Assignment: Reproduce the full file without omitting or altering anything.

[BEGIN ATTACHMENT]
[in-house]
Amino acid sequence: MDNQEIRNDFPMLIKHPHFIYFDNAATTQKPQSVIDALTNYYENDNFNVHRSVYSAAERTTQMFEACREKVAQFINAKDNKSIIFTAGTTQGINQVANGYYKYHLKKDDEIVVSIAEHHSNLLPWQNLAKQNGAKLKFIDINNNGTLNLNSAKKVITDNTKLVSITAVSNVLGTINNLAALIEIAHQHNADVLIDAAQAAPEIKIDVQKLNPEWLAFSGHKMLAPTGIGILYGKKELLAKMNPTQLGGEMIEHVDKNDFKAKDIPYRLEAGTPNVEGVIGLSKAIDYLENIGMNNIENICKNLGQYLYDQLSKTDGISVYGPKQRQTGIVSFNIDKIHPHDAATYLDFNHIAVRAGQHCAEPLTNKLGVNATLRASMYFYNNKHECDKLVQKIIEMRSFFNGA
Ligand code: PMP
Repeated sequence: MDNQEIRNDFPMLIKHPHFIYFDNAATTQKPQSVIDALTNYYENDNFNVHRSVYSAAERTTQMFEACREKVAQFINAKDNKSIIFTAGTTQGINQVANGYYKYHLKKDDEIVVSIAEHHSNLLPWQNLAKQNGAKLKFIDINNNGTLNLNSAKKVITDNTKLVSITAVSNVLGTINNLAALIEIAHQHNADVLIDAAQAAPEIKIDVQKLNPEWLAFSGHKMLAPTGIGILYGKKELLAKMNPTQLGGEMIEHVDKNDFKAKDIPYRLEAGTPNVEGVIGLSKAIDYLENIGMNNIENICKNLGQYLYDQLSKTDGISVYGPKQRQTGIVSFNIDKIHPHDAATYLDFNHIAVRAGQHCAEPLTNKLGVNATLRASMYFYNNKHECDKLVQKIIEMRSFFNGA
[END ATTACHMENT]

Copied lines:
[in-house]
Amino acid sequence: MDNQEIRNDFPMLIKHPHFIYFDNAATTQKPQSVIDALTNYYENDNFNVHRSVYSAAERTTQMFEACREKVAQFINAKDNKSIIFTAGTTQGINQVANGYYKYHLKKDDEIVVSIAEHHSNLLPWQNLAKQNGAKLKFIDINNNGTLNLNSAKKVITDNTKLVSITAVSNVLGTINNLAALIEIAHQHNADVLIDAAQAAPEIKIDVQKLNPEWLAFSGHKMLAPTGIGILYGKKELLAKMNPTQLGGEMIEHVDKNDFKAKDIPYRLEAGTPNVEGVIGLSKAIDYLENIGMNNIENICKNLGQYLYDQLSKTDGISVYGPKQRQTGIVSFNIDKIHPHDAATYLDFNHIAVRAGQHCAEPLTNKLGVNATLRASMYFYNNKHECDKLVQKIIEMRSFFNGA
Ligand code: PMP
Repeated sequence: MDNQEIRNDFPMLIKHPHFIYFDNAATTQKPQSVIDALTNYYENDNFNVHRSVYSAAERTTQMFEACREKVAQFINAKDNKSIIFTAGTTQGINQVANGYYKYHLKKDDEIVVSIAEHHSNLLPWQNLAKQNGAKLKFIDINNNGTLNLNSAKKVITDNTKLVSITAVSNVLGTINNLAALIEIAHQHNADVLIDAAQAAPEIKIDVQKLNPEWLAFSGHKMLAPTGIGILYGKKELLAKMNPTQLGGEMIEHVDKNDFKAKDIPYRLEAGTPNVEGVIGLSKAIDYLENIGMNNIENICKNLGQYLYDQLSKTDGISVYGPKQRQTGIVSFNIDKIHPHDAATYLDFNHIAVRAGQHCAEPLTNKLGVNATLRASMYFYNNKHECDKLVQKIIEMRSFFNGA